The Rebel Kind is the third in our occasional series of guitar-centric 1960s girl pop compilations. In case they passed you by, the first two volumes, Girls With Guitars and Destroy That Boy, are still available.
Half the tracks here are by genuine guitar-wielding all-girl bands, including the Debutantes from Detroit, Los Angeles quartet the Girls, Goldie & the Gingerbreads from New York, Pinky Chicks from Japan, the Honeybeats from Italy and San Francisco's Ace Of Cups. It might seem somewhat unlikely, but the Chantels are the featured musicians on the instrumental Peruvian Wedding Song. Thanks to acknowledged classics such as He's Gone and Maybe, it's beyond all doubt that the girls could really sing. Who knew they could also play?
It's rather ironic that some of the most striking records to emerge from mid-60s Britain were the work of an American producer. Beat combo Colette & the Bandits' riff-driven A Ladies Man is up there with the 45s Shel Talmy produced at the time of the Kinks and the Who. Talmy also produced Goldie & the Gingerbreads' Please, Please, another prime example of British beat, but one recorded by an American group. Brenda Lee's wild update of What'd I Say and Jackie DeShannon's folk rock nugget Dream Boy were also recorded in the UK, in each case with the young Jimmy Page on guitar. He also plays on Dana Gillespie's cult favourite You Just Gotta Know My Mind.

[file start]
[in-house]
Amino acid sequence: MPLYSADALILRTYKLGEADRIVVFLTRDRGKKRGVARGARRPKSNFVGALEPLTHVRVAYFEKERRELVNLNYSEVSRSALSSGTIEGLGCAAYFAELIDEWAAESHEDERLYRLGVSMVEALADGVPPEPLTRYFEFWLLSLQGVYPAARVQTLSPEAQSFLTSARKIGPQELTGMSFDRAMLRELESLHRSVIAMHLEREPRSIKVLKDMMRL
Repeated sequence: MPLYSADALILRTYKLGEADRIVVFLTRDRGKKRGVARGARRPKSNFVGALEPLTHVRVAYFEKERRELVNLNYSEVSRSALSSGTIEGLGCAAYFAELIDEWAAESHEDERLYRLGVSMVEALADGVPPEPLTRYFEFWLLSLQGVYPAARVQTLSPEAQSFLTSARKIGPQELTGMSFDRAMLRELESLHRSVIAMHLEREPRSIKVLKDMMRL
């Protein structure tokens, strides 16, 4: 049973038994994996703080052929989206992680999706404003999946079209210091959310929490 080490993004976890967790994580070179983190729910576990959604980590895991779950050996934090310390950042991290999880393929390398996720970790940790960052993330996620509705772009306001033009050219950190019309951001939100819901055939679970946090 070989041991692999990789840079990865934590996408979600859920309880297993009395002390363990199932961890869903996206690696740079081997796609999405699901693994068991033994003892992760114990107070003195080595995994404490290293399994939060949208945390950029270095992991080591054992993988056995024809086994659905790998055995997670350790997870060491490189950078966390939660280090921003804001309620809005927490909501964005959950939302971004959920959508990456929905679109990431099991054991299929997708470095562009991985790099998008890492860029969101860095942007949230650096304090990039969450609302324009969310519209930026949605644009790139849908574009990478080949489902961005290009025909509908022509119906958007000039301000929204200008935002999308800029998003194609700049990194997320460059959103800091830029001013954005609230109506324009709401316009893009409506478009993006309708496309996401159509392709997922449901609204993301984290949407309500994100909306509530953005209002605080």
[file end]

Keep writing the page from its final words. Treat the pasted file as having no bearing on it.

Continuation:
Some other noteworthy guys help out elsewhere: Kiwi duo the Chicks' great version of Lee Hazlewood's The Rebel Kind features the Mike Perjanik Group with Doug Jerebine on guitar; the Turtles back-up teenage trio the Chymes on their jangly He's Not There Anymore; chart band the Mob play on Mousie & the Traps' How About You; Gail Harris' live recording of I Idolize You features the Wailers; and the Milkshakes provide the instrumentation on the Delmonas' Peter Gunn Locomotion (the only non-60s track here, not that you'd notice).
Other highlights include Jean & the Statesides' Putty In Your Hands, which knocks spots off the Shirelles' original and the Yardbirds' cover, Lydia Marcelle's new-to-CD rocker The Girl He Needs, and International Girl by the Beas, who sound like the Bangles 20 years ahead of their time.